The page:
The first step in drafting the cartoon began by establishing the interior space -- walls, windows, door, tables, etc. Second was the positioning of the figures in the space. Each figure’s actual height was documented and, utilizing the perspective grid’s ratios, translated to the height they would be in the room at their given position. In the case of seated figures, the height of the chair or stool was recorded, and then the estimated height from the pubic synthesis of the figure (halfway point in the majority of figures) to the top of the head to establish the height of the seated figure. These height calculations were then marked out with vertical lines where the figures would be positioned in the room. These height calculations also determined the size of the drawing of the figure studies.
Figure study drawings were done for each figure in the painting. Each model posed for a 3 hour figure session. To maintain the proper perspective, positioning of the model matched the distance and orientation they would have in the painting. So, for instance, a figure in the painting that was 28 feet from the viewer, and 5 feet to the left of the center line, was positioned at that location to maintain an accurate perspective of the figure.
These drawing studies were then transferred to the cartoon replacing the vertical placeholders.
The models were then brought back for a closer head study drawing, and again for a color study based on the drawings. These studies were consulted during construction of the painting.
As each figure and head study was completed it was transferred to the cartoon. The placing of the figures into the cartoon allowed for additional compositional revisions. In a few instances, it was decided to revise the pose of a figure to enhance the composition.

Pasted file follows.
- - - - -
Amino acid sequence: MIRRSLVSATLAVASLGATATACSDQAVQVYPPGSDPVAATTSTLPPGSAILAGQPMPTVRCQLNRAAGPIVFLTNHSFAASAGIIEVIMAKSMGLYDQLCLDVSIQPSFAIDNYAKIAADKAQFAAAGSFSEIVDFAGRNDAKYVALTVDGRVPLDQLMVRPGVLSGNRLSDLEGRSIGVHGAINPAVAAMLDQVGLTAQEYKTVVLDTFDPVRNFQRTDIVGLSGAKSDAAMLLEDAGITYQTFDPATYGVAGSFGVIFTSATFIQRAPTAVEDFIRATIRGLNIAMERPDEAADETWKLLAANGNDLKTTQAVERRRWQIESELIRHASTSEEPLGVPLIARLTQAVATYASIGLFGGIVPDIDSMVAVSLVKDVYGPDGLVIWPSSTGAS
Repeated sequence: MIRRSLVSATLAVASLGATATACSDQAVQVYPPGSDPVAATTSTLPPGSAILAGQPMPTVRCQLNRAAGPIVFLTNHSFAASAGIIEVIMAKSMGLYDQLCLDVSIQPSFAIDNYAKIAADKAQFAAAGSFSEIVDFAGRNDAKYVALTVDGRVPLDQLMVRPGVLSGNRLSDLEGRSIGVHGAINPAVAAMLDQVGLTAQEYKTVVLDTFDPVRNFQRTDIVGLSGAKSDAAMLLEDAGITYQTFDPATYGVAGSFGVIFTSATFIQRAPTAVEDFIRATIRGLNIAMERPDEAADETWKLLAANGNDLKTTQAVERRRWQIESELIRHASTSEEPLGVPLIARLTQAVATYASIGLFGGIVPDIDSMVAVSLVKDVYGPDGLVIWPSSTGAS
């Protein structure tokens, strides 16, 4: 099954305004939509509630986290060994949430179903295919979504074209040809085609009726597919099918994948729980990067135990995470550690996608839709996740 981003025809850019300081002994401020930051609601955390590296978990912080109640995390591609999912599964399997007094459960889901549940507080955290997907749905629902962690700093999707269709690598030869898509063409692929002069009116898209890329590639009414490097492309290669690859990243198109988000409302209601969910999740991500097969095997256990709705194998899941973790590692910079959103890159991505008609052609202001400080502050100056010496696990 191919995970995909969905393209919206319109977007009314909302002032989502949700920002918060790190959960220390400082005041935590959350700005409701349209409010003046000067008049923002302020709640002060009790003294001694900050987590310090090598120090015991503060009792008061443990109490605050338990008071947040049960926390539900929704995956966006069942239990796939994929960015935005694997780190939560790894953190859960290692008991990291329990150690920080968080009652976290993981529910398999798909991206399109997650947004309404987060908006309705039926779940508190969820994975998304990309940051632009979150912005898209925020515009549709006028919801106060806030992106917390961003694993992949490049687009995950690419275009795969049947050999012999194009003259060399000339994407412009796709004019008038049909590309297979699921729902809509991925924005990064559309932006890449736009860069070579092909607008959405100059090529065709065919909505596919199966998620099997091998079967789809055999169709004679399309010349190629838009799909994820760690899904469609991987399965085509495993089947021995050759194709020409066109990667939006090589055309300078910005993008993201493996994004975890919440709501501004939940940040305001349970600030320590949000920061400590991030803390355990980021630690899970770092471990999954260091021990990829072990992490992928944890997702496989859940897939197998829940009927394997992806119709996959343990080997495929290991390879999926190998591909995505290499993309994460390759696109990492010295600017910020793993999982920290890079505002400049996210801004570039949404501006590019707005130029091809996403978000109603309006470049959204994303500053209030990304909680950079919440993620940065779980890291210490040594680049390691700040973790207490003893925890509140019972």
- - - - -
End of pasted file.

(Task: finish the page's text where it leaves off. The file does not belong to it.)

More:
GRISAILLE AND COLOR STUDIES
A grisaille, or value study was painted to establish the value patterns of the painting.
In addition, color studies were done to establish the color pattern to be used in the painting.
Claessens 13 double-primed Belgium linen was selected for the painting. The linen was stretched and a third coat of oil gesso was added, then sanded. Next, a ground of Winsor & Newton’s Raw Umber (green shade) was applied. When the ground was dry, the cartoon was transferred to the canvas and the drawing inked in using Higgins brown ink. Once the drawing was dry, the underpainting began. The W&N raw umber was used again for painting, essentially, a large grisaille. Whites were added to the skin tones to enhance their luminosity in the final painting. Note that compositional revisions were still being made -- it was at this stage that the dog was added to the composition at the foot of the door.
The painting procedure followed that of the cartoon, starting with the painting of the background sky and landscape, proceeding to the windows, back wall, door, etc. Once the interior elements were established, the figures were painted starting with the figures in the back and proceeding forward to the main figures at the front of the composition.
Nihil est Virtute Amabilius (Nothing is sweeter than virtue), oil on linen, 42 x 68 inches.
SUMMARY OF THE THESIS PROJECT
This thesis project provided a unique learning experience. It enabled me to synthesize the various teachings of my four years in the Aristides Atelier into one consummate work. In addition, it gave me a better understanding and appreciation for the great narrative paintings throughout history.
-Charles Prutting, 2012